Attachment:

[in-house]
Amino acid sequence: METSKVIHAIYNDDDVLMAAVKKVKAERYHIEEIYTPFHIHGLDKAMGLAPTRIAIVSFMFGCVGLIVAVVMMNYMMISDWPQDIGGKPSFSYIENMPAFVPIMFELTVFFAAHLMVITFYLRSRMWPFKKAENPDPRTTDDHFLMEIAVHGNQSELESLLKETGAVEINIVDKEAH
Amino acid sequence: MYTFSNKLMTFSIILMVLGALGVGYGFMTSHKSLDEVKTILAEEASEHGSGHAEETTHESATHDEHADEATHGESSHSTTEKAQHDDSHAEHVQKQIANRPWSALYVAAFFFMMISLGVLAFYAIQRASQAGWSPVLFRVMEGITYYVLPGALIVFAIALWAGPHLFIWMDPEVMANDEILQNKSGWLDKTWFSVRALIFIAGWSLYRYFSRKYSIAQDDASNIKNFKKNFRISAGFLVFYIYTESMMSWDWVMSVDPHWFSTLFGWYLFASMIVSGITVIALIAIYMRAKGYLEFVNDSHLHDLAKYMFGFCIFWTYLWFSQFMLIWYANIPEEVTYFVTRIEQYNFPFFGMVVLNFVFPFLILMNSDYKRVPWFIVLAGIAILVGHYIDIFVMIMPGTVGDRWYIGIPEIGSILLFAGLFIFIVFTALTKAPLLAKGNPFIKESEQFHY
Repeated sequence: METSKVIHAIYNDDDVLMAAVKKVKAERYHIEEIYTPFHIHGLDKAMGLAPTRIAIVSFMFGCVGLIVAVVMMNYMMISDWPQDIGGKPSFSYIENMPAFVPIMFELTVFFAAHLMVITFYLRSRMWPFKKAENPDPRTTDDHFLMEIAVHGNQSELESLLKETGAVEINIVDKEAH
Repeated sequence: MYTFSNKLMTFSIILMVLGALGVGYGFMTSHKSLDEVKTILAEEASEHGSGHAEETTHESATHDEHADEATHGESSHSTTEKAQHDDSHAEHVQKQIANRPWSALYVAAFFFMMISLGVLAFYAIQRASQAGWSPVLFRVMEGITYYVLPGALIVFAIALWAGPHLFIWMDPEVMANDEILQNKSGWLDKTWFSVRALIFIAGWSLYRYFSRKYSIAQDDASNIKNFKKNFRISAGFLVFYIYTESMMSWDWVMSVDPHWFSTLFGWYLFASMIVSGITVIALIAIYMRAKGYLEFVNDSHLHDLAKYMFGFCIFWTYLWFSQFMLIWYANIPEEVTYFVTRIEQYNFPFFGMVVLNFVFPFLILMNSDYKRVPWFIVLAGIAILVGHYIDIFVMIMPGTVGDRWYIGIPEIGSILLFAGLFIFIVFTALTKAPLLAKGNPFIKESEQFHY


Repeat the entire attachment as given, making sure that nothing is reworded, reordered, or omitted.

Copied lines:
[in-house]
Amino acid sequence: METSKVIHAIYNDDDVLMAAVKKVKAERYHIEEIYTPFHIHGLDKAMGLAPTRIAIVSFMFGCVGLIVAVVMMNYMMISDWPQDIGGKPSFSYIENMPAFVPIMFELTVFFAAHLMVITFYLRSRMWPFKKAENPDPRTTDDHFLMEIAVHGNQSELESLLKETGAVEINIVDKEAH
Amino acid sequence: MYTFSNKLMTFSIILMVLGALGVGYGFMTSHKSLDEVKTILAEEASEHGSGHAEETTHESATHDEHADEATHGESSHSTTEKAQHDDSHAEHVQKQIANRPWSALYVAAFFFMMISLGVLAFYAIQRASQAGWSPVLFRVMEGITYYVLPGALIVFAIALWAGPHLFIWMDPEVMANDEILQNKSGWLDKTWFSVRALIFIAGWSLYRYFSRKYSIAQDDASNIKNFKKNFRISAGFLVFYIYTESMMSWDWVMSVDPHWFSTLFGWYLFASMIVSGITVIALIAIYMRAKGYLEFVNDSHLHDLAKYMFGFCIFWTYLWFSQFMLIWYANIPEEVTYFVTRIEQYNFPFFGMVVLNFVFPFLILMNSDYKRVPWFIVLAGIAILVGHYIDIFVMIMPGTVGDRWYIGIPEIGSILLFAGLFIFIVFTALTKAPLLAKGNPFIKESEQFHY
Repeated sequence: METSKVIHAIYNDDDVLMAAVKKVKAERYHIEEIYTPFHIHGLDKAMGLAPTRIAIVSFMFGCVGLIVAVVMMNYMMISDWPQDIGGKPSFSYIENMPAFVPIMFELTVFFAAHLMVITFYLRSRMWPFKKAENPDPRTTDDHFLMEIAVHGNQSELESLLKETGAVEINIVDKEAH
Repeated sequence: MYTFSNKLMTFSIILMVLGALGVGYGFMTSHKSLDEVKTILAEEASEHGSGHAEETTHESATHDEHADEATHGESSHSTTEKAQHDDSHAEHVQKQIANRPWSALYVAAFFFMMISLGVLAFYAIQRASQAGWSPVLFRVMEGITYYVLPGALIVFAIALWAGPHLFIWMDPEVMANDEILQNKSGWLDKTWFSVRALIFIAGWSLYRYFSRKYSIAQDDASNIKNFKKNFRISAGFLVFYIYTESMMSWDWVMSVDPHWFSTLFGWYLFASMIVSGITVIALIAIYMRAKGYLEFVNDSHLHDLAKYMFGFCIFWTYLWFSQFMLIWYANIPEEVTYFVTRIEQYNFPFFGMVVLNFVFPFLILMNSDYKRVPWFIVLAGIAILVGHYIDIFVMIMPGTVGDRWYIGIPEIGSILLFAGLFIFIVFTALTKAPLLAKGNPFIKESEQFHY